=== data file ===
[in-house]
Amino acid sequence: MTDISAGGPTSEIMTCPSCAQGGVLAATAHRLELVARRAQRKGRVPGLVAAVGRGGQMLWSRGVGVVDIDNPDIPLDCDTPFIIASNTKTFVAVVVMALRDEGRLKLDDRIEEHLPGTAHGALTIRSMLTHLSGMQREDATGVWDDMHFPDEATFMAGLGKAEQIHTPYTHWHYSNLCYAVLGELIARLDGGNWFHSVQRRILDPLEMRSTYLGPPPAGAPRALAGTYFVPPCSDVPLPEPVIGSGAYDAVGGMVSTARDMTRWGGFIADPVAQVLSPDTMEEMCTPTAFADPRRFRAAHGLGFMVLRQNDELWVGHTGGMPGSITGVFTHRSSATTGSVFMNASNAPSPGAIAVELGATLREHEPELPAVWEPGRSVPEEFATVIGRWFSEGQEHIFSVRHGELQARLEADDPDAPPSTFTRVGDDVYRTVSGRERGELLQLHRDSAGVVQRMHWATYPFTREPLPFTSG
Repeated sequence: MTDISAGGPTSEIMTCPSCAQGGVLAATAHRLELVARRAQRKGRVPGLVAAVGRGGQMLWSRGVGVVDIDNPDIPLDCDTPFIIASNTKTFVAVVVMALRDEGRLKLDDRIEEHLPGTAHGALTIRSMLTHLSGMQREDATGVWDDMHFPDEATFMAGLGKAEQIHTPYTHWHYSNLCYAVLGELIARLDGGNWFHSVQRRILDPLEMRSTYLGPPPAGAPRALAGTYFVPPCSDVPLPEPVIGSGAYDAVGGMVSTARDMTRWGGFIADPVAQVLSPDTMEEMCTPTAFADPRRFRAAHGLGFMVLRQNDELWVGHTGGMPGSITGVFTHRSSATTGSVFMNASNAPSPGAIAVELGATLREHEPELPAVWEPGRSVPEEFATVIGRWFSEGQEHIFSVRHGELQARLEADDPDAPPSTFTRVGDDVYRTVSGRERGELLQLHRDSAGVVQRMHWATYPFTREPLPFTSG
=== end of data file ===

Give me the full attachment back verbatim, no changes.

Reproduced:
[in-house]
Amino acid sequence: MTDISAGGPTSEIMTCPSCAQGGVLAATAHRLELVARRAQRKGRVPGLVAAVGRGGQMLWSRGVGVVDIDNPDIPLDCDTPFIIASNTKTFVAVVVMALRDEGRLKLDDRIEEHLPGTAHGALTIRSMLTHLSGMQREDATGVWDDMHFPDEATFMAGLGKAEQIHTPYTHWHYSNLCYAVLGELIARLDGGNWFHSVQRRILDPLEMRSTYLGPPPAGAPRALAGTYFVPPCSDVPLPEPVIGSGAYDAVGGMVSTARDMTRWGGFIADPVAQVLSPDTMEEMCTPTAFADPRRFRAAHGLGFMVLRQNDELWVGHTGGMPGSITGVFTHRSSATTGSVFMNASNAPSPGAIAVELGATLREHEPELPAVWEPGRSVPEEFATVIGRWFSEGQEHIFSVRHGELQARLEADDPDAPPSTFTRVGDDVYRTVSGRERGELLQLHRDSAGVVQRMHWATYPFTREPLPFTSG
Repeated sequence: MTDISAGGPTSEIMTCPSCAQGGVLAATAHRLELVARRAQRKGRVPGLVAAVGRGGQMLWSRGVGVVDIDNPDIPLDCDTPFIIASNTKTFVAVVVMALRDEGRLKLDDRIEEHLPGTAHGALTIRSMLTHLSGMQREDATGVWDDMHFPDEATFMAGLGKAEQIHTPYTHWHYSNLCYAVLGELIARLDGGNWFHSVQRRILDPLEMRSTYLGPPPAGAPRALAGTYFVPPCSDVPLPEPVIGSGAYDAVGGMVSTARDMTRWGGFIADPVAQVLSPDTMEEMCTPTAFADPRRFRAAHGLGFMVLRQNDELWVGHTGGMPGSITGVFTHRSSATTGSVFMNASNAPSPGAIAVELGATLREHEPELPAVWEPGRSVPEEFATVIGRWFSEGQEHIFSVRHGELQARLEADDPDAPPSTFTRVGDDVYRTVSGRERGELLQLHRDSAGVVQRMHWATYPFTREPLPFTSG